TV Ownership Drops Two Percent

The ownership of TV sets has dropped from 98.9 percent of U.S. households to 96.7 percent, a decrease of more than two percent, according to Nielsen. The last time TV ownership declined was in 1992 following a recession.

Nielsen attributes the decrease to drooping incomes and alternative media. The research company derived its figures from the 2010 Census as well as a national sample of 50,000 people.

Though flat-panel TVs have become more and more affordable, the poorest households can't afford them. Nielsen found that most households without TVs had incomes under $20,000. Some of them (the elderly, we're guessing) may have gotten left behind during the DTV transition, though set-top boxes that convert digital signals to analog are very cheap.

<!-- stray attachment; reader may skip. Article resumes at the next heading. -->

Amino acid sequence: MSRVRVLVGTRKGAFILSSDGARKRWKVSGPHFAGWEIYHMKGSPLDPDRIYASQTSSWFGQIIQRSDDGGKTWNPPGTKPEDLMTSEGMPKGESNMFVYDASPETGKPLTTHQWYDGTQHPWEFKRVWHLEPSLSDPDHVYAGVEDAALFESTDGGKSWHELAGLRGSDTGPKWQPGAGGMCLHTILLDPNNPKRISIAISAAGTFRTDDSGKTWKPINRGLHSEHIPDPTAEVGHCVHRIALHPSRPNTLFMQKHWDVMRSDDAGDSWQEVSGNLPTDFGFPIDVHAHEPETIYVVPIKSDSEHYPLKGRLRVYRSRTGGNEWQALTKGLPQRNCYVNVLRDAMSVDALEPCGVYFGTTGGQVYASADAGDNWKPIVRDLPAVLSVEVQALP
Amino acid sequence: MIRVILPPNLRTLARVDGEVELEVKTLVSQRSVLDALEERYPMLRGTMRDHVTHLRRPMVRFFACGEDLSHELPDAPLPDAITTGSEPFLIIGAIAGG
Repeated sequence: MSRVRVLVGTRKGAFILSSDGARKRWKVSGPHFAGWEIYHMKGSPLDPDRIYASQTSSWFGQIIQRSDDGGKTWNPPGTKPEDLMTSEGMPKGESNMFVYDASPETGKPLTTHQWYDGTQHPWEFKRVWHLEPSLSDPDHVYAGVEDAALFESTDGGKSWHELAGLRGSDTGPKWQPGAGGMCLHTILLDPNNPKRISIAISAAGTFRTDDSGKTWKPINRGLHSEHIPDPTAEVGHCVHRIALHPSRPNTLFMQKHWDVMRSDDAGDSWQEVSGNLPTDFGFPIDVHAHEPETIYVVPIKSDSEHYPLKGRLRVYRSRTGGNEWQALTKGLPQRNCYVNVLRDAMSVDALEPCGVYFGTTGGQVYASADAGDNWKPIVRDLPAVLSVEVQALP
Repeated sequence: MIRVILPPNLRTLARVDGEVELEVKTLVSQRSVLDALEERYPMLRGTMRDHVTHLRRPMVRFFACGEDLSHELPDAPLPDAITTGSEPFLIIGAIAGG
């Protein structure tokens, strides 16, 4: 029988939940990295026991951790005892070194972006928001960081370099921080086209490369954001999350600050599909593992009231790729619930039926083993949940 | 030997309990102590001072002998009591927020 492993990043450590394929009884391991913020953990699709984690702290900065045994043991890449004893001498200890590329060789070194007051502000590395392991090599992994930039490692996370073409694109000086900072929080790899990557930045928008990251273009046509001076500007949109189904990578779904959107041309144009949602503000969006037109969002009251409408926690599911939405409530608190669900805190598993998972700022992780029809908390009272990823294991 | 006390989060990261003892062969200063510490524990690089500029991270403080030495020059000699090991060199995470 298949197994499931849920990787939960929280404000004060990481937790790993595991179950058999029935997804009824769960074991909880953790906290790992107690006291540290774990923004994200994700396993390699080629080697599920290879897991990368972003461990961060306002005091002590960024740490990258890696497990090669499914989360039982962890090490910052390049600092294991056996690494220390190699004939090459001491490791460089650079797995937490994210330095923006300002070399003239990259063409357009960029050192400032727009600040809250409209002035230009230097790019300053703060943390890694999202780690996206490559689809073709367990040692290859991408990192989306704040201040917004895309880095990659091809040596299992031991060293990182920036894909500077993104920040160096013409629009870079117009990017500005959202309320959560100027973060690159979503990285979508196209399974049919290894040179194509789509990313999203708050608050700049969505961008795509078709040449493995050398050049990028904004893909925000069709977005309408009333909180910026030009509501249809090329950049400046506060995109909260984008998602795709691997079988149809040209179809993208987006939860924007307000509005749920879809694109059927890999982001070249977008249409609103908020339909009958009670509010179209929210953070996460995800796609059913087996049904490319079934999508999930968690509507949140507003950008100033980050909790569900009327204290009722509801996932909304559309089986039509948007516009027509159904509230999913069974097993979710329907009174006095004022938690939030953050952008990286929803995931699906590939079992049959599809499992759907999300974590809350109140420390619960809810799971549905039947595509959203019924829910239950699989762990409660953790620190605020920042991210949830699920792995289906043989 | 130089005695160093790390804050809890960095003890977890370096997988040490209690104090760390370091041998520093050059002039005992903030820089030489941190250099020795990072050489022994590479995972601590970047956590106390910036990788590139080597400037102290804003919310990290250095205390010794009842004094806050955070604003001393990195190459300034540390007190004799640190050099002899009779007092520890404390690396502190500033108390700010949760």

Another reason for declining TV ownership is an intergenerational shift toward internet video. College students often use laptops in lieu of TVs to view video content. As they graduate into the labor force, they continue viewing internet video and refrain from buying TVs. There is also a small but growing cadre of "cord cutters" who dump their cable or satellite service in favor of internet video.

This may be a good time for Apple and Lenovo to introduce their rumored computer-enhanced TV products.

The decline in TV ownership should not be construed as a decline in video-content viewing. Nielsen says "consumers are viewing more video content across all platforms."

See The New York Times.

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